Anyway, the whole point of this post was to discuss the positives I find in being sick.  The first one to come to mind is occurring right now; since I’m not out of the house at work, I get to hear my husband practice his guitar playing.  Even though I’m in my room typing this, too tired from starting dinner to get up and walk to the living room to be with him, I get to hear him play, and I love it. It’s always been one of my favorite things; him playing guitar or piano while I sit near and spin or knit.  When I was working, I wouldn’t get home til  dinner time, then it was kid time and bedtime, and I hardly ever got to listen.  Now, I hear whenever he plays, and it’s a balm to my soul.  Which sounds kitschy, but is true nonetheless.

I get to do more with my kids.  I’m home now to make lunches, attend activities, help with homework, play, read, whatever.  It’s really wonderful to be there.

I also get to spin, knit, etc more.  It does happen sometimes that my hands hurt too much to do any crafting, but most of the time I can do something, for a little while at least.  I really enjoy it, for many reasons.  I love making things for the people I love.  I love turning nasty looking raw fiber into beautiful yarn, then making something lovely and useful out of it.  I love the textures, the gorgeous colors, even the smells of the various fibers. I love being able to talk to people about the process.

I’m reading again.  I haven’t read a book in ages.  Other than knitting books/magazines, I mean.  I love my Kindle App and I’m reading philosophy and religion, and the classics that I’ve always wanted to read and never had time for.  Now I have to take them in small doses, but at least I am reading.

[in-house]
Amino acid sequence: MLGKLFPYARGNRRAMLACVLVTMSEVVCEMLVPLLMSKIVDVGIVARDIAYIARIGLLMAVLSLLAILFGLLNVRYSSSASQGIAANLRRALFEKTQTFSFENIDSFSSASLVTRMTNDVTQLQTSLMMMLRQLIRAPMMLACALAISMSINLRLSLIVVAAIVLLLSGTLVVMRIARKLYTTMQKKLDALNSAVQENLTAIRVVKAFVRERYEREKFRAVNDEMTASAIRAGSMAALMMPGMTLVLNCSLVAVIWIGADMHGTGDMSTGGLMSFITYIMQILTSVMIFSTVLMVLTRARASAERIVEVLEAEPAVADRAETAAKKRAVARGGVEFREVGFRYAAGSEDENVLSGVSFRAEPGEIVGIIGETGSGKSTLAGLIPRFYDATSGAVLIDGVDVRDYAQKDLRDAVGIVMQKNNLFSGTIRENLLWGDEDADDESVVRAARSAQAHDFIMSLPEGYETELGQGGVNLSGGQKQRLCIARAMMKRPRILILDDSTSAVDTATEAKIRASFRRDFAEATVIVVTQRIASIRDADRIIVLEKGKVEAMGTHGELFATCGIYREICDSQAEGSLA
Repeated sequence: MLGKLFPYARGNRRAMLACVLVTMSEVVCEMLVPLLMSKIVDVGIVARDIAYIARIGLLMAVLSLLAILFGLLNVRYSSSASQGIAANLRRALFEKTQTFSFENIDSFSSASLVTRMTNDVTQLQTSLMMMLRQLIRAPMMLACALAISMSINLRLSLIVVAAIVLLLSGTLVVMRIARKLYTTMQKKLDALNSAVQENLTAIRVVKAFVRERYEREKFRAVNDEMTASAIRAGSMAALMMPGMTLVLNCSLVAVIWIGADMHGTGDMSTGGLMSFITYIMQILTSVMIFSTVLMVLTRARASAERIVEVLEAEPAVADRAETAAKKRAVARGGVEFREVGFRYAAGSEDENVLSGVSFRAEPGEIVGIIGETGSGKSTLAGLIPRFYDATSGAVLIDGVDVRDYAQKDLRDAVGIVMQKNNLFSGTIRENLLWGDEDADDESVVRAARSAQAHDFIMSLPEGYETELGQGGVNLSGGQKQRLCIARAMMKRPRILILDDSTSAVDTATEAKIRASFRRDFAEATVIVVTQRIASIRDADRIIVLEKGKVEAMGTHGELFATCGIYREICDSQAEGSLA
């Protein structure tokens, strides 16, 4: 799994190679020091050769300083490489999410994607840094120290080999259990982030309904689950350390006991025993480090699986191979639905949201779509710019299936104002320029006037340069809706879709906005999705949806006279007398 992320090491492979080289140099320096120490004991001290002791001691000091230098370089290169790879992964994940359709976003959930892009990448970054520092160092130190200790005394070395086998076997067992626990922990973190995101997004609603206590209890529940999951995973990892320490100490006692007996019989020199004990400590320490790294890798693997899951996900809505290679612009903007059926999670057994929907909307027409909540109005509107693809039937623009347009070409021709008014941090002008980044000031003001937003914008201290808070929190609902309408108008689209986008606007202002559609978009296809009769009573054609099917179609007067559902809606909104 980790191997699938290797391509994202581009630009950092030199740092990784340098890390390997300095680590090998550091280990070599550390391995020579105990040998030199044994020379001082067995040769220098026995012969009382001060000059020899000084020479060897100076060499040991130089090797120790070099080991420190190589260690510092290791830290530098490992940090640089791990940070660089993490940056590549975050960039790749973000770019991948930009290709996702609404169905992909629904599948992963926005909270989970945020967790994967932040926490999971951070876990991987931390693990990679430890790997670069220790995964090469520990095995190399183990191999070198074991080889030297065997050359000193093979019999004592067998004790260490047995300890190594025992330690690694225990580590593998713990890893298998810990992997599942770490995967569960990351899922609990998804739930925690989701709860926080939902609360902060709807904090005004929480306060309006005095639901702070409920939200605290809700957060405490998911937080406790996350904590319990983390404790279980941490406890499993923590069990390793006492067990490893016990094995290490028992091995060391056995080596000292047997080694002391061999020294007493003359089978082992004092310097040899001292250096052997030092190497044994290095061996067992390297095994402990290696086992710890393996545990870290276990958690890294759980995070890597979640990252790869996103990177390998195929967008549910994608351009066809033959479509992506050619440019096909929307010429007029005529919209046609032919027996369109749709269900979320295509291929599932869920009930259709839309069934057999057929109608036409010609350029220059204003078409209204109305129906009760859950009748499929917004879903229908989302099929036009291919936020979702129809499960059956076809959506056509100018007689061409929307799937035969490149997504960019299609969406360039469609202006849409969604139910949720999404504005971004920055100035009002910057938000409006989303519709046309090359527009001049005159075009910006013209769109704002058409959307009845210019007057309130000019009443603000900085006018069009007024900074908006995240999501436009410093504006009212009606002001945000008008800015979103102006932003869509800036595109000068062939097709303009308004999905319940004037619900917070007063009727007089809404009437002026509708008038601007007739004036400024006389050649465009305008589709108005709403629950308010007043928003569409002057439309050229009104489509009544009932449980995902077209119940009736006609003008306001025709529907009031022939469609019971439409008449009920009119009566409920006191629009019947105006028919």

I’m working on me. On being a better person, on being healthier and happier in my circumstances, on being stronger and more confident about my life and my choices.  That’s a really, really good thing.

It’s not the way I’d choose to get these “perks,” of course.  I’d rather be doing them healthy, without pain.  But I am doing them, whatever the reason, and I can feel better about myself because of it.   I’m learning not to care so much about what other people think about  me, though that’s going to be a long road, I know.  A road I’ve at least started.

Having rested a while, I’m going to go drag my carcass out to the living room to sing along with the music while I knit.  Maybe I’ll get some pictures up too!


1 Comment (+add yours?)

  1. asbestos
    Feb 11, 2011 @ 15:55:36

    Sounds like Toni is rubbing off on you 🙂 I’m glad you can see the positives. It really helps to acknowledge the blessings along the way. Has it only been 4 years? It feels like you’ve been sick forever, tho I guess I know that’s not true. It is such a balancing act — finding the positive, but not quite choosing to be ill. Toward the end of my time at home, I could understand how a person could sort of fall into “being sick” even when it wasn’t necessary. In your case, I can say with certainty that something is really wrong and you’ve not just making a lifestyle choice 🙂 I hope over time you figure out what helps, what hurts, how to pace yourself. Okay, I really hope you are simply WELL at some point, but if that doesn’t totally happen, I’ll settle for finding what works for you.